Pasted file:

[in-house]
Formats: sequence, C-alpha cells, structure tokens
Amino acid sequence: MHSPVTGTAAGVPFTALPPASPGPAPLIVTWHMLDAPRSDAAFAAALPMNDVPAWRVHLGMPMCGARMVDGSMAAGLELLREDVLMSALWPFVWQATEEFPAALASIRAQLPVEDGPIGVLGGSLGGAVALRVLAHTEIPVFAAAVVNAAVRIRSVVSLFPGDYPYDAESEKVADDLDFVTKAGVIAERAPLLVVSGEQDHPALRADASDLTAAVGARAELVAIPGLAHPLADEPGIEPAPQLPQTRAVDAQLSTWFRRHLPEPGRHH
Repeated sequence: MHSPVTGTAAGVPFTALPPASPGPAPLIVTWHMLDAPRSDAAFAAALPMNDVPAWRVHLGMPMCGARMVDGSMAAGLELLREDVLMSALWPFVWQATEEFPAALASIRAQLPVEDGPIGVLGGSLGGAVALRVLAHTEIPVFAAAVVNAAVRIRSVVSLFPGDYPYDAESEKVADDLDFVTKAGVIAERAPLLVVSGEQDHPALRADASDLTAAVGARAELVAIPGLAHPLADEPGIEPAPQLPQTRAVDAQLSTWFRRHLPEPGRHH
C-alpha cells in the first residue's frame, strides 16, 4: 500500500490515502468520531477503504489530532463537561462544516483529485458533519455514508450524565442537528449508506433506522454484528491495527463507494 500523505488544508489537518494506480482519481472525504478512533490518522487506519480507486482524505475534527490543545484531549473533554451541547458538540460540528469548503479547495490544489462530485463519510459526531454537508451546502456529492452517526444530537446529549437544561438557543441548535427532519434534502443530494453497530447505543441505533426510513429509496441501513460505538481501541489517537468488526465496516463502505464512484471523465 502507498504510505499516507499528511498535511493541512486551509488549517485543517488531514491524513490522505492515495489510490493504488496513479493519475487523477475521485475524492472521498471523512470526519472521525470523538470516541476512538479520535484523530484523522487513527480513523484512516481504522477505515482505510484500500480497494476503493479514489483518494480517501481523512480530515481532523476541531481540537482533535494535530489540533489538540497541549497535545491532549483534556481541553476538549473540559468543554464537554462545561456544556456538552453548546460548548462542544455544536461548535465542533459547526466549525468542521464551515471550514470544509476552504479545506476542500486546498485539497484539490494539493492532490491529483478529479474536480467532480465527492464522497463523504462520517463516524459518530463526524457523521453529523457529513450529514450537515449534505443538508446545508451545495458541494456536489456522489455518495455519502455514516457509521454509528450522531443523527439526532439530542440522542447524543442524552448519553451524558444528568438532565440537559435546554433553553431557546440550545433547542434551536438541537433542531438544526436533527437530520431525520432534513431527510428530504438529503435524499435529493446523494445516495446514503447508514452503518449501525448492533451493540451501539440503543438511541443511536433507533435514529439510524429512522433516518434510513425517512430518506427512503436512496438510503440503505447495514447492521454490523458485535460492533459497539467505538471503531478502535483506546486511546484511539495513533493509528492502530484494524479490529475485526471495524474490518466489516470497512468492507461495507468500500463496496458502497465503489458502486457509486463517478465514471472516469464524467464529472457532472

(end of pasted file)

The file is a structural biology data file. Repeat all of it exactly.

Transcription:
[in-house]
Formats: sequence, C-alpha cells, structure tokens
Amino acid sequence: MHSPVTGTAAGVPFTALPPASPGPAPLIVTWHMLDAPRSDAAFAAALPMNDVPAWRVHLGMPMCGARMVDGSMAAGLELLREDVLMSALWPFVWQATEEFPAALASIRAQLPVEDGPIGVLGGSLGGAVALRVLAHTEIPVFAAAVVNAAVRIRSVVSLFPGDYPYDAESEKVADDLDFVTKAGVIAERAPLLVVSGEQDHPALRADASDLTAAVGARAELVAIPGLAHPLADEPGIEPAPQLPQTRAVDAQLSTWFRRHLPEPGRHH
Repeated sequence: MHSPVTGTAAGVPFTALPPASPGPAPLIVTWHMLDAPRSDAAFAAALPMNDVPAWRVHLGMPMCGARMVDGSMAAGLELLREDVLMSALWPFVWQATEEFPAALASIRAQLPVEDGPIGVLGGSLGGAVALRVLAHTEIPVFAAAVVNAAVRIRSVVSLFPGDYPYDAESEKVADDLDFVTKAGVIAERAPLLVVSGEQDHPALRADASDLTAAVGARAELVAIPGLAHPLADEPGIEPAPQLPQTRAVDAQLSTWFRRHLPEPGRHH
C-alpha cells in the first residue's frame, strides 16, 4: 500500500490515502468520531477503504489530532463537561462544516483529485458533519455514508450524565442537528449508506433506522454484528491495527463507494 500523505488544508489537518494506480482519481472525504478512533490518522487506519480507486482524505475534527490543545484531549473533554451541547458538540460540528469548503479547495490544489462530485463519510459526531454537508451546502456529492452517526444530537446529549437544561438557543441548535427532519434534502443530494453497530447505543441505533426510513429509496441501513460505538481501541489517537468488526465496516463502505464512484471523465 502507498504510505499516507499528511498535511493541512486551509488549517485543517488531514491524513490522505492515495489510490493504488496513479493519475487523477475521485475524492472521498471523512470526519472521525470523538470516541476512538479520535484523530484523522487513527480513523484512516481504522477505515482505510484500500480497494476503493479514489483518494480517501481523512480530515481532523476541531481540537482533535494535530489540533489538540497541549497535545491532549483534556481541553476538549473540559468543554464537554462545561456544556456538552453548546460548548462542544455544536461548535465542533459547526466549525468542521464551515471550514470544509476552504479545506476542500486546498485539497484539490494539493492532490491529483478529479474536480467532480465527492464522497463523504462520517463516524459518530463526524457523521453529523457529513450529514450537515449534505443538508446545508451545495458541494456536489456522489455518495455519502455514516457509521454509528450522531443523527439526532439530542440522542447524543442524552448519553451524558444528568438532565440537559435546554433553553431557546440550545433547542434551536438541537433542531438544526436533527437530520431525520432534513431527510428530504438529503435524499435529493446523494445516495446514503447508514452503518449501525448492533451493540451501539440503543438511541443511536433507533435514529439510524429512522433516518434510513425517512430518506427512503436512496438510503440503505447495514447492521454490523458485535460492533459497539467505538471503531478502535483506546486511546484511539495513533493509528492502530484494524479490529475485526471495524474490518466489516470497512468492507461495507468500500463496496458502497465503489458502486457509486463517478465514471472516469464524467464529472457532472